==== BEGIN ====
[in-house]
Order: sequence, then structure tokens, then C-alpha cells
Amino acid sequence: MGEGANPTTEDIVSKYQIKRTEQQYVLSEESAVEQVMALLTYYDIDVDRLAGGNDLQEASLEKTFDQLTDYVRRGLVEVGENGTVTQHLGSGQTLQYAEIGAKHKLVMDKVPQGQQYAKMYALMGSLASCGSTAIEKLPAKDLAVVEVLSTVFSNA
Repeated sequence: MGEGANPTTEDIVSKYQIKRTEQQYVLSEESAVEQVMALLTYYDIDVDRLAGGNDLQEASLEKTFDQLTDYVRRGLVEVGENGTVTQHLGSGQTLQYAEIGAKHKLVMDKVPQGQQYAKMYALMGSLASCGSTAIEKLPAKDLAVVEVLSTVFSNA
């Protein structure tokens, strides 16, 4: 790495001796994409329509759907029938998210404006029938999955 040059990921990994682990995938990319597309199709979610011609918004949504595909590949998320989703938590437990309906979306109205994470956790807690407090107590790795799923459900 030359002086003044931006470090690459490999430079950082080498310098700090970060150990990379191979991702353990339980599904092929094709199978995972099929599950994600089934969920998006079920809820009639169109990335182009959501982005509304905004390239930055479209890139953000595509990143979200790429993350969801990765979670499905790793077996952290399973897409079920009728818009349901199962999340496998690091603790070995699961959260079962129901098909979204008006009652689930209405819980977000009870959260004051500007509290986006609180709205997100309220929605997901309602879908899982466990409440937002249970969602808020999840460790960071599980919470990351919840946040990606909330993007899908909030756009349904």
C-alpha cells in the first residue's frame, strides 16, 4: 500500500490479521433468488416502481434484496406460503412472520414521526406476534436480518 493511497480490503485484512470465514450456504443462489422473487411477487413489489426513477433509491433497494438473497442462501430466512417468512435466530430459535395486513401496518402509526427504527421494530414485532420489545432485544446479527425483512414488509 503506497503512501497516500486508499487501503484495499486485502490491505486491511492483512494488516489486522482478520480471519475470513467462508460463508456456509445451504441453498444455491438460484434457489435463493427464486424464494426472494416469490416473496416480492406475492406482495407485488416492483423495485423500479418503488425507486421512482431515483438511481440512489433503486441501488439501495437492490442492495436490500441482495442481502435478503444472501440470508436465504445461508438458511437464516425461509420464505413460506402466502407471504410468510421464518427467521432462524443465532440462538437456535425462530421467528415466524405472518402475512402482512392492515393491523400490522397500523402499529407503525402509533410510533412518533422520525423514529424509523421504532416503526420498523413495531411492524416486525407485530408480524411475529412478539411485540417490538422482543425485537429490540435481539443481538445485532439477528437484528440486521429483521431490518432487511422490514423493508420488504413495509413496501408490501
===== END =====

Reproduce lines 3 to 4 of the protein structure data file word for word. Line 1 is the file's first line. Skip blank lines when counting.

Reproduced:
Amino acid sequence: MGEGANPTTEDIVSKYQIKRTEQQYVLSEESAVEQVMALLTYYDIDVDRLAGGNDLQEASLEKTFDQLTDYVRRGLVEVGENGTVTQHLGSGQTLQYAEIGAKHKLVMDKVPQGQQYAKMYALMGSLASCGSTAIEKLPAKDLAVVEVLSTVFSNA
Repeated sequence: MGEGANPTTEDIVSKYQIKRTEQQYVLSEESAVEQVMALLTYYDIDVDRLAGGNDLQEASLEKTFDQLTDYVRRGLVEVGENGTVTQHLGSGQTLQYAEIGAKHKLVMDKVPQGQQYAKMYALMGSLASCGSTAIEKLPAKDLAVVEVLSTVFSNA